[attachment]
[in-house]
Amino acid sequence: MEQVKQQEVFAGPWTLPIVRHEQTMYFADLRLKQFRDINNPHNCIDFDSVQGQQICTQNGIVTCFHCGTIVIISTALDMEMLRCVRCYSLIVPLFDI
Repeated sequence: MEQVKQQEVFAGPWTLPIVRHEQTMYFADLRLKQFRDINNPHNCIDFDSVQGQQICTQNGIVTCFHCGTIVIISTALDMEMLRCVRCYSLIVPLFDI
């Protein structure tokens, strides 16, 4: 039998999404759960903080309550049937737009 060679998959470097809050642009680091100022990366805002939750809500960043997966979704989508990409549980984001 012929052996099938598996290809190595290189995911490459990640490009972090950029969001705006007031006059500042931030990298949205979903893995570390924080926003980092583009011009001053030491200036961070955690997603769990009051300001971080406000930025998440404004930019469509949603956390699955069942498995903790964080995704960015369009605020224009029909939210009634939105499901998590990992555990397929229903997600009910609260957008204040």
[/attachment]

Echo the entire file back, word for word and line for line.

[in-house]
Amino acid sequence: MEQVKQQEVFAGPWTLPIVRHEQTMYFADLRLKQFRDINNPHNCIDFDSVQGQQICTQNGIVTCFHCGTIVIISTALDMEMLRCVRCYSLIVPLFDI
Repeated sequence: MEQVKQQEVFAGPWTLPIVRHEQTMYFADLRLKQFRDINNPHNCIDFDSVQGQQICTQNGIVTCFHCGTIVIISTALDMEMLRCVRCYSLIVPLFDI
């Protein structure tokens, strides 16, 4: 039998999404759960903080309550049937737009 060679998959470097809050642009680091100022990366805002939750809500960043997966979704989508990409549980984001 012929052996099938598996290809190595290189995911490459990640490009972090950029969001705006007031006059500042931030990298949205979903893995570390924080926003980092583009011009001053030491200036961070955690997603769990009051300001971080406000930025998440404004930019469509949603956390699955069942498995903790964080995704960015369009605020224009029909939210009634939105499901998590990992555990397929229903997600009910609260957008204040």